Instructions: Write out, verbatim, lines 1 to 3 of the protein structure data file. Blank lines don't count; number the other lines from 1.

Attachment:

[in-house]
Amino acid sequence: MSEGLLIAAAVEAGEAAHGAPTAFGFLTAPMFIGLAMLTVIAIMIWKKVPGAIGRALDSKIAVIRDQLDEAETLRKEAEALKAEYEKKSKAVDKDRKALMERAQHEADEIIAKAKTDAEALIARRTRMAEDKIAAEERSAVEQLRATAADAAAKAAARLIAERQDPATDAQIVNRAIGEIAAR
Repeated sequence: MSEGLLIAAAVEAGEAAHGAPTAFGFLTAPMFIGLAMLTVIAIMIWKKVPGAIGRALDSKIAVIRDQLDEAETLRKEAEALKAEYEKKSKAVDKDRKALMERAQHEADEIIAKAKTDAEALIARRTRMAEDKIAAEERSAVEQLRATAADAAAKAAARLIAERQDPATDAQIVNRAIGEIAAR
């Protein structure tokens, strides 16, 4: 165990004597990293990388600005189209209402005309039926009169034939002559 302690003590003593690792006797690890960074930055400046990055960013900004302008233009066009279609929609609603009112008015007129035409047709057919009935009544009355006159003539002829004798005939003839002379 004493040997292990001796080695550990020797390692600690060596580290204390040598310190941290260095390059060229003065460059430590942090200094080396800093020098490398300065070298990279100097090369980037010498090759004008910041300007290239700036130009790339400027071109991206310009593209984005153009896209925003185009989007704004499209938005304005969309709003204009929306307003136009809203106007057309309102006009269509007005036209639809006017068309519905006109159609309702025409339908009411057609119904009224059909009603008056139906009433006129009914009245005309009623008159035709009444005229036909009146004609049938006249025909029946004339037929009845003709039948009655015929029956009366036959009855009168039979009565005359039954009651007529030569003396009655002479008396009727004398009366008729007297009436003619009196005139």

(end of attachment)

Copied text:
[in-house]
Amino acid sequence: MSEGLLIAAAVEAGEAAHGAPTAFGFLTAPMFIGLAMLTVIAIMIWKKVPGAIGRALDSKIAVIRDQLDEAETLRKEAEALKAEYEKKSKAVDKDRKALMERAQHEADEIIAKAKTDAEALIARRTRMAEDKIAAEERSAVEQLRATAADAAAKAAARLIAERQDPATDAQIVNRAIGEIAAR
Repeated sequence: MSEGLLIAAAVEAGEAAHGAPTAFGFLTAPMFIGLAMLTVIAIMIWKKVPGAIGRALDSKIAVIRDQLDEAETLRKEAEALKAEYEKKSKAVDKDRKALMERAQHEADEIIAKAKTDAEALIARRTRMAEDKIAAEERSAVEQLRATAADAAAKAAARLIAERQDPATDAQIVNRAIGEIAAR